aversive

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aversive

/aver·sive/ (ah-ver´siv) characterized by or giving rise to avoidance; noxious.

aversive

(ə-vûr′sĭv, -zĭv)
adj.
Causing avoidance of a thing, situation, or behavior by using an unpleasant or punishing stimulus, as in techniques of behavior modification.

a·ver′sive·ly adv.
a·ver′sive·ness n.

a·ver·sive

(ă-vĕŕsiv)
Denotes type of therapy using unpleasant stimuli that seeks to cause a patient to avoid one or more transgressive behaviors.
References in periodicals archive ?
This is reflected in the low (and close to zero) regression coefficient of race regression coefficient for affect on aversiveness to tobacco companies.
Relatively less important are the effect of household size, and 1983 marital status, along with respondents' approval of the uses of credit and their risk aversiveness.
Macmillan, Forness, and Trumball (1973), for instance, appear to have defined aversiveness functionally:
This implies that the aversiveness of a loss decreases as the time until its occurrence increases (see Lerman, Addison, & Kodak, 2006, for an applied demonstration).
Instead of attempting to determine the appropriateness of an intervention based on its name, structure, or presumed aversiveness, perhaps researchers should systematically determine the effectiveness of function-based interventions.
Briefly, their purpose is to decrease aversiveness and increase the reinforcement for teachers and administrators.
The effect of swim stress administered during CS preexposure on later conditioning argues against the swim stress influencing the perceived aversiveness of the US (i.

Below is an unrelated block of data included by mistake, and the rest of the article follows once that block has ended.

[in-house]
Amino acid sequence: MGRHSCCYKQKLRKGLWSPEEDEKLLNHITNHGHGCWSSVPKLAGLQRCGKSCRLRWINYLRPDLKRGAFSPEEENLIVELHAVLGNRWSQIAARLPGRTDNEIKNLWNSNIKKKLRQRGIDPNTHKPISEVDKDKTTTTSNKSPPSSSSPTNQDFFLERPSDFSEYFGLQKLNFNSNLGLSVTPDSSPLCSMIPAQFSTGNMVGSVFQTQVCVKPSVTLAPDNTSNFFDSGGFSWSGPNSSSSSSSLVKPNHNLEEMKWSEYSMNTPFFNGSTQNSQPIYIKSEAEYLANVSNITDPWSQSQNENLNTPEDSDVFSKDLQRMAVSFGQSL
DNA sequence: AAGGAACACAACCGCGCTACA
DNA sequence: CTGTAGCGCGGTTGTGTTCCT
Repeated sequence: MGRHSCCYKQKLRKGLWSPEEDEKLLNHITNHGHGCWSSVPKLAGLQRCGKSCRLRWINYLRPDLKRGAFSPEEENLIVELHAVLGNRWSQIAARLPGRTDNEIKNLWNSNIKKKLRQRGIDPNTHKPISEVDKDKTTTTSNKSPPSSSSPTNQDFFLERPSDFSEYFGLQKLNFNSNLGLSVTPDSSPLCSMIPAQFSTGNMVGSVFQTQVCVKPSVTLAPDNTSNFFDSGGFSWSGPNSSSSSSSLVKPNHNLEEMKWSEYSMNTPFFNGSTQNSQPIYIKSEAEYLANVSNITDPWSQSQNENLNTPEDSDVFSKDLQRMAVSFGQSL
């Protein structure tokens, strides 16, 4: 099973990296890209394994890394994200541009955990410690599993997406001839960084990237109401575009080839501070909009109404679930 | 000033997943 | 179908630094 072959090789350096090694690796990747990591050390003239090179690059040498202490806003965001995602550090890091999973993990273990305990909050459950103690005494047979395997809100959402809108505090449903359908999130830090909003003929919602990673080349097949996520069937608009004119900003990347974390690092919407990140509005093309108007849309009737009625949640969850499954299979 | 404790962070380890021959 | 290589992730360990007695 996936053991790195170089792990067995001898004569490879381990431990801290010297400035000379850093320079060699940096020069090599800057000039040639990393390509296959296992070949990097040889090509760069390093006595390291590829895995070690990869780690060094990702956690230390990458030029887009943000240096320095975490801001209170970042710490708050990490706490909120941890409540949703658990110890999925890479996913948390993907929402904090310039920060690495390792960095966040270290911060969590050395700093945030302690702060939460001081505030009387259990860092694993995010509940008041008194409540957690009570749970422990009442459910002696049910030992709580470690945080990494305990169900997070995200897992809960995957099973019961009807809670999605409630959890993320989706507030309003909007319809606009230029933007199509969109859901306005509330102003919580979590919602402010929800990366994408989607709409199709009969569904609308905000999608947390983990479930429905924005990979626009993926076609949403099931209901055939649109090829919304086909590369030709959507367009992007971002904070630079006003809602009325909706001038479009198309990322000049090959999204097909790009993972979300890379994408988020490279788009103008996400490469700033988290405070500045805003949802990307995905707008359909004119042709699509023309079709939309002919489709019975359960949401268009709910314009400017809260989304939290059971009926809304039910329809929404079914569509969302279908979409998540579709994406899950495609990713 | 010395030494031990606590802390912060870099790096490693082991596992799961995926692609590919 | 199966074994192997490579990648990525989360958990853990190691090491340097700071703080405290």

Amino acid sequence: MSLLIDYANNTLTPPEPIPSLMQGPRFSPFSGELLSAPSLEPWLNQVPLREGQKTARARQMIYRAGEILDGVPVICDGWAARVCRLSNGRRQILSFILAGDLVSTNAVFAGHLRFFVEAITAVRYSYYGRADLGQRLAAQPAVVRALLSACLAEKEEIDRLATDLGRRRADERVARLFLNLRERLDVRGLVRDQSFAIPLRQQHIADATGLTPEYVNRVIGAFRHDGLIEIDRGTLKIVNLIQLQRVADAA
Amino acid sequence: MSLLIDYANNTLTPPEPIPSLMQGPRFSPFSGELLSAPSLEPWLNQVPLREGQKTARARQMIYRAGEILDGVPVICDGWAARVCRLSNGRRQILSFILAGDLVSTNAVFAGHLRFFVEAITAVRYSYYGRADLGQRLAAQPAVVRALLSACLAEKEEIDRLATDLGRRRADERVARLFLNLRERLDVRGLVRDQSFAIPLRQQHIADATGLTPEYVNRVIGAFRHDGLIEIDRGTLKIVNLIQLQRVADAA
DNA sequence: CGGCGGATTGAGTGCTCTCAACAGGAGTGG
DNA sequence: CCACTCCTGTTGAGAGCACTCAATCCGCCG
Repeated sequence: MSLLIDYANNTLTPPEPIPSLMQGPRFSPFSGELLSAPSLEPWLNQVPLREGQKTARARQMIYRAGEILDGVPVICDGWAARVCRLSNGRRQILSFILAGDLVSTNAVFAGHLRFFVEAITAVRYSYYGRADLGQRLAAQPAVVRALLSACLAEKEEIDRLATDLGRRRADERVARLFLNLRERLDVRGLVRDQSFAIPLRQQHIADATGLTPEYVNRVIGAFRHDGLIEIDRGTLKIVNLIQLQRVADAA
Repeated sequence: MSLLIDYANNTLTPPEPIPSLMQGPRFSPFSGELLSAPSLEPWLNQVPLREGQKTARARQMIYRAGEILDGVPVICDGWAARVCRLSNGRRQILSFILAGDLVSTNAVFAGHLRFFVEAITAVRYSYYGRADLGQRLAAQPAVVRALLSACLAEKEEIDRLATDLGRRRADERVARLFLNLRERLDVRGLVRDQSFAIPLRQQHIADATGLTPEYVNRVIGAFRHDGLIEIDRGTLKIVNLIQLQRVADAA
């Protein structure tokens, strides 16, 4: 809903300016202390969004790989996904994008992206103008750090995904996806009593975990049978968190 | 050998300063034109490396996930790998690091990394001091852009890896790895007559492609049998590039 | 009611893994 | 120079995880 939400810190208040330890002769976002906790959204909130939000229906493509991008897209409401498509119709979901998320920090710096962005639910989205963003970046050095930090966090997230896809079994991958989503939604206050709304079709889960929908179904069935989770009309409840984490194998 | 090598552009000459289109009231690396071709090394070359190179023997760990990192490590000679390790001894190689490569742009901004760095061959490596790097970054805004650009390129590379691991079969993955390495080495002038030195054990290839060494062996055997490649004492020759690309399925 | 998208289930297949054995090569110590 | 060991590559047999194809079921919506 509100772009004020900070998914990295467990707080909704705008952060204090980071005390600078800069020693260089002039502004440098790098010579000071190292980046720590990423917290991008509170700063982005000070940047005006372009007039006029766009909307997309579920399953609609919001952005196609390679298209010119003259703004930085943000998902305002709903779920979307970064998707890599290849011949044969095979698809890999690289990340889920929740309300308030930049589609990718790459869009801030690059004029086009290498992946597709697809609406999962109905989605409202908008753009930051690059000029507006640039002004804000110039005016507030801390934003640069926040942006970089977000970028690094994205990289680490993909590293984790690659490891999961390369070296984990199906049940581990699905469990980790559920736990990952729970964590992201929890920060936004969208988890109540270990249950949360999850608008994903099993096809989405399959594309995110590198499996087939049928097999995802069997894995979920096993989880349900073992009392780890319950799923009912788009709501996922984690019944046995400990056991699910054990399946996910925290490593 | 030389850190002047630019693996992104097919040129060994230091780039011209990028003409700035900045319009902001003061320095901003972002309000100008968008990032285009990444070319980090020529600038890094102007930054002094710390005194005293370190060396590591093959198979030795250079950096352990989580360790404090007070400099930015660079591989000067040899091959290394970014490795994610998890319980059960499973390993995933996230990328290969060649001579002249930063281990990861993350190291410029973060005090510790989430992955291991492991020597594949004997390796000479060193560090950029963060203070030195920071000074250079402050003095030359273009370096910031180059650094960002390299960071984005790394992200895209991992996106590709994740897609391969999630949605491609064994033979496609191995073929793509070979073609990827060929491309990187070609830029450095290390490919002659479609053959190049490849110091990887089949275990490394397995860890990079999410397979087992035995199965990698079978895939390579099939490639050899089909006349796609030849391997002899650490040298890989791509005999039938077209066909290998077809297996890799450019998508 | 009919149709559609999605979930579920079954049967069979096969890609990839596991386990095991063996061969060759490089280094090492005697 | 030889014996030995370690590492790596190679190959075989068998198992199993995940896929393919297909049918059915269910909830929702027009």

Equally and perhaps most important, it is a fact that physical resistance itself actually increases the aversiveness of a dental exam or treatment exponentially; therefore, the process of teaching the patient to resist less will have the added effect of making the experience less aversive--for the patient and for the dental team.
Because the previous Demand condition showed decreases in rate, trend, and level of problem behavior, it was believed that the task aversiveness was reduced due to instructor attention.
One was to improve the quality of their emotional relationship and thus to remove one source of chronic aversiveness (the tension between them).
In the current investigation, we did not collect data on the aversiveness of demands or the quality of escape from those demands; however, these variables may have played a crucial role in response allocation.